A Universal Way of Life for the 2000s
Howard Bloom's God Problem Pluses and Minuses
A different version of this review is posted as a customer review at Amazon
I have completed this book on my Kindle.
As I read it I thought that this book
would have a conclusion
that would knock my socks off.
Unfortunately the conclusions of The God Problem
are revealed initially
and then repeated throughout a highly repetitive text.
I was encouraged as I inspected
the little line at the bottom of my Kindle.
Since I saw I was only approaching the halfway mark,
I figured there would be a big finale.
A truly new cosmology.
Maybe a philosophy.
A pattern language beyond Christopher Alexander. Something.
Yesterday I breached that 50 percent mark
and found that the text ended almost exactly there.
The rest was footnotes!
What some reviews described as a loooong book
was in fact a not-so-long and less-than-satisfying
effort to arrive at something genuinely new.
What in fact the book appears to be
is a mega TIME-style account
of what science and math biggies have thought forever,
with a cluster of suppositions
that are indeed provocative but which beg,
and I mean beg,
for more salient presentations than are offered here.
This quasi-TIME like text is
blended with an autobiographical apologia of sorts
which demonstrates the probable truth
that lies behind the text.
Here is an author who has thought
much the same thing forever
and had a life of massive intellectual stimulation
by indulging his passion to somehow imbibe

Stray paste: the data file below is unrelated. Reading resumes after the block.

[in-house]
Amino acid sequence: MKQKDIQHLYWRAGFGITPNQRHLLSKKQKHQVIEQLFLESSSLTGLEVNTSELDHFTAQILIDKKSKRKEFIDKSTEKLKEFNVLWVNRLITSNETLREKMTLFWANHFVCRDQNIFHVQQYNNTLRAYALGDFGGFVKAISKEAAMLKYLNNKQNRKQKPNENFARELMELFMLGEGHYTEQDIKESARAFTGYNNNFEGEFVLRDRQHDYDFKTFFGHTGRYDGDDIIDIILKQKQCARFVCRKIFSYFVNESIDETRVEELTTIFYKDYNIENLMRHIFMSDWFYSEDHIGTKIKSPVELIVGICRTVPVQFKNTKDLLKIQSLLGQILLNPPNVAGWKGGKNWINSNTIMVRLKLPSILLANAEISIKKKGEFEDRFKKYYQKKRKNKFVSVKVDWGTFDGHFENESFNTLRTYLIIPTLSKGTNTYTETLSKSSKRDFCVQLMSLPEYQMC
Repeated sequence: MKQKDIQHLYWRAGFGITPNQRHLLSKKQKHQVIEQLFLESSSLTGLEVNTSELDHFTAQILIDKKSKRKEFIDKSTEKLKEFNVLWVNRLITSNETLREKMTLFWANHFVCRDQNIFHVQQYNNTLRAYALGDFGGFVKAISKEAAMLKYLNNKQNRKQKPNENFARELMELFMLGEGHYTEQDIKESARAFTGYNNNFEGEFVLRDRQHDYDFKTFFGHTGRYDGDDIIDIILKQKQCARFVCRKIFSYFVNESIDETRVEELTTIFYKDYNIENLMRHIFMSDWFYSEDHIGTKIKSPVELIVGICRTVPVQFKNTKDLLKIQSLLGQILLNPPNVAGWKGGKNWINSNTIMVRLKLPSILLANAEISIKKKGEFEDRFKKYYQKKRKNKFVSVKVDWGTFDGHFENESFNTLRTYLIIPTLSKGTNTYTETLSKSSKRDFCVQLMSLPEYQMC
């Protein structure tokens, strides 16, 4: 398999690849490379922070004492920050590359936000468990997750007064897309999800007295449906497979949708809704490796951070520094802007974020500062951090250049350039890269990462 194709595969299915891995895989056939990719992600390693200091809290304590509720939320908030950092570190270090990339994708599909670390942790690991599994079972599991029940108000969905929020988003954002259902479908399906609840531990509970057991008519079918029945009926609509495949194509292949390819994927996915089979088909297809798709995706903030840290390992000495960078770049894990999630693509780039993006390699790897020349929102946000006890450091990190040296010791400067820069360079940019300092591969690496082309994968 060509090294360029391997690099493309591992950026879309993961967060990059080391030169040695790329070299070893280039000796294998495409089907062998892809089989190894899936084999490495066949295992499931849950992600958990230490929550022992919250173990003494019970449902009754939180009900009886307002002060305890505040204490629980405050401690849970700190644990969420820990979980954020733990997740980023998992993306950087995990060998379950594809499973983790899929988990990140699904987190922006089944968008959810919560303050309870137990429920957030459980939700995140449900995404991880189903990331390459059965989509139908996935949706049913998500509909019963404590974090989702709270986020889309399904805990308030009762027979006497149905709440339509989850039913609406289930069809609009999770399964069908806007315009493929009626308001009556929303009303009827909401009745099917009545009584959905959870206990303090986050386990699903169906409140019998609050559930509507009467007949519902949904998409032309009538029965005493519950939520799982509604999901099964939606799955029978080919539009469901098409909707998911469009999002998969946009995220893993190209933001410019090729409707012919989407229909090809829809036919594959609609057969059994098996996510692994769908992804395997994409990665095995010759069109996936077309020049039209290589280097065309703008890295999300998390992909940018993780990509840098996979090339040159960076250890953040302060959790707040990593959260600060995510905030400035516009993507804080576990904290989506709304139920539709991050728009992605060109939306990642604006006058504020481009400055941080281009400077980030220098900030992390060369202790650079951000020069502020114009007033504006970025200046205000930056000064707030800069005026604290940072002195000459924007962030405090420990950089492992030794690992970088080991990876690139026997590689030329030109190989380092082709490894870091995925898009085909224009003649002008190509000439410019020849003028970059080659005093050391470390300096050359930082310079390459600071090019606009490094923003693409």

the cogitations and theories of anyone
who was anyone all the way up to Stephen Wolfram.
Sadly, he leaves out the most illustrative modern thinker
whose wisdom would have stood him in good stead.
That would be Charles Sanders Peirce,
the greatest thinker America has produced.
Yale scholar Harold Bloom also manages to ignore Peirce.
If one wanted to read material that
does amount to the basis for a new zeitgeist,
Peirce would be the one to read.
I should add that I find Howard Bloom
both personable and engaging.
I heard of The God Problem on
a quite remarkable CSPAN program which hooked me
as Howard Bloom has evidently himself
been hooked many times.
I think that the issues Howard Bloom deals with
are as much philosophical
as scientific or cosmological.
The advantage of philosophy is
that on rare occasions it can influence
how we think
and on a very few occasions
it can have an influence
Harold Bloom flags as history-making.
I sense this is the effect Howard Bloom
would like to have.
I would advise him to take his
cluster of suppositions
and craft them into a philosophy text,
My own effort to do this
while it may not move mountains
it does manage to say things
that are new and provocative in 100 crisp aphorisms,
the device Nietzsche used to good advantage.
Stephen's Remarkable Kindle Store
Stephen C. Rose
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The God Problem